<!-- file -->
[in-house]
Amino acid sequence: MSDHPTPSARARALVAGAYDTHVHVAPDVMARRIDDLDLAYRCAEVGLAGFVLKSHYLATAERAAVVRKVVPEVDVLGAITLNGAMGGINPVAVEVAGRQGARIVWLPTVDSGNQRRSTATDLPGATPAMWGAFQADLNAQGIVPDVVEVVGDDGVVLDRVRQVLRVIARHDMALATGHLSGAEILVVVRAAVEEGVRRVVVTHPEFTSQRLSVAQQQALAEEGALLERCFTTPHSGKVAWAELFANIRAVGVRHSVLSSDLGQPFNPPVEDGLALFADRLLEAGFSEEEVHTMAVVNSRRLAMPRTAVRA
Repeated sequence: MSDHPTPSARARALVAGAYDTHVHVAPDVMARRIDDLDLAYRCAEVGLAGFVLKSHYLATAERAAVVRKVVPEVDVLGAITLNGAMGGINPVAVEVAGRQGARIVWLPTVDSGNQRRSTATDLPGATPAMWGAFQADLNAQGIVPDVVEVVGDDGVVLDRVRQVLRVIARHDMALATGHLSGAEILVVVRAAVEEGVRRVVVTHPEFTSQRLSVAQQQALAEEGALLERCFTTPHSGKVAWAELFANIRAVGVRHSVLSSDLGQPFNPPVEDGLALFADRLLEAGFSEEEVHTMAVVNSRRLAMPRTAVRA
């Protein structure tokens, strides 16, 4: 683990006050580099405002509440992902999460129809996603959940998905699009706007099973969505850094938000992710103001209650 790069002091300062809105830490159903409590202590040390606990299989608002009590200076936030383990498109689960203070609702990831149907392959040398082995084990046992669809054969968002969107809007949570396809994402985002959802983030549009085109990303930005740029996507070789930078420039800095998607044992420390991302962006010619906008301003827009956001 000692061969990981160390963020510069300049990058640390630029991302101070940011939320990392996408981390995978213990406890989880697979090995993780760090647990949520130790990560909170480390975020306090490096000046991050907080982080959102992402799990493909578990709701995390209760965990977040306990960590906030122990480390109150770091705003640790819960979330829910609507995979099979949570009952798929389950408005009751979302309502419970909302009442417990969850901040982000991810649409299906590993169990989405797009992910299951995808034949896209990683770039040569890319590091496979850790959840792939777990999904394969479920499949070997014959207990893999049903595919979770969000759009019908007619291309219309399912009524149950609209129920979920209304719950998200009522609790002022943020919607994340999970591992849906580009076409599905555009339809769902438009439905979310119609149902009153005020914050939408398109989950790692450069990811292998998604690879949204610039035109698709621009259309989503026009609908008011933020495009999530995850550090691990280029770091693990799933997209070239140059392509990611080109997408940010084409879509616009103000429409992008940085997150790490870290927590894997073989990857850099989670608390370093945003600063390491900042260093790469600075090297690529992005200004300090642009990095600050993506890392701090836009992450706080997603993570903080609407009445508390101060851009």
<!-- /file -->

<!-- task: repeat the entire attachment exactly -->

[in-house]
Amino acid sequence: MSDHPTPSARARALVAGAYDTHVHVAPDVMARRIDDLDLAYRCAEVGLAGFVLKSHYLATAERAAVVRKVVPEVDVLGAITLNGAMGGINPVAVEVAGRQGARIVWLPTVDSGNQRRSTATDLPGATPAMWGAFQADLNAQGIVPDVVEVVGDDGVVLDRVRQVLRVIARHDMALATGHLSGAEILVVVRAAVEEGVRRVVVTHPEFTSQRLSVAQQQALAEEGALLERCFTTPHSGKVAWAELFANIRAVGVRHSVLSSDLGQPFNPPVEDGLALFADRLLEAGFSEEEVHTMAVVNSRRLAMPRTAVRA
Repeated sequence: MSDHPTPSARARALVAGAYDTHVHVAPDVMARRIDDLDLAYRCAEVGLAGFVLKSHYLATAERAAVVRKVVPEVDVLGAITLNGAMGGINPVAVEVAGRQGARIVWLPTVDSGNQRRSTATDLPGATPAMWGAFQADLNAQGIVPDVVEVVGDDGVVLDRVRQVLRVIARHDMALATGHLSGAEILVVVRAAVEEGVRRVVVTHPEFTSQRLSVAQQQALAEEGALLERCFTTPHSGKVAWAELFANIRAVGVRHSVLSSDLGQPFNPPVEDGLALFADRLLEAGFSEEEVHTMAVVNSRRLAMPRTAVRA
């Protein structure tokens, strides 16, 4: 683990006050580099405002509440992902999460129809996603959940998905699009706007099973969505850094938000992710103001209650 790069002091300062809105830490159903409590202590040390606990299989608002009590200076936030383990498109689960203070609702990831149907392959040398082995084990046992669809054969968002969107809007949570396809994402985002959802983030549009085109990303930005740029996507070789930078420039800095998607044992420390991302962006010619906008301003827009956001 000692061969990981160390963020510069300049990058640390630029991302101070940011939320990392996408981390995978213990406890989880697979090995993780760090647990949520130790990560909170480390975020306090490096000046991050907080982080959102992402799990493909578990709701995390209760965990977040306990960590906030122990480390109150770091705003640790819960979330829910609507995979099979949570009952798929389950408005009751979302309502419970909302009442417990969850901040982000991810649409299906590993169990989405797009992910299951995808034949896209990683770039040569890319590091496979850790959840792939777990999904394969479920499949070997014959207990893999049903595919979770969000759009019908007619291309219309399912009524149950609209129920979920209304719950998200009522609790002022943020919607994340999970591992849906580009076409599905555009339809769902438009439905979310119609149902009153005020914050939408398109989950790692450069990811292998998604690879949204610039035109698709621009259309989503026009609908008011933020495009999530995850550090691990280029770091693990799933997209070239140059392509990611080109997408940010084409879509616009103000429409992008940085997150790490870290927590894997073989990857850099989670608390370093945003600063390491900042260093790469600075090297690529992005200004300090642009990095600050993506890392701090836009992450706080997603993570903080609407009445508390101060851009």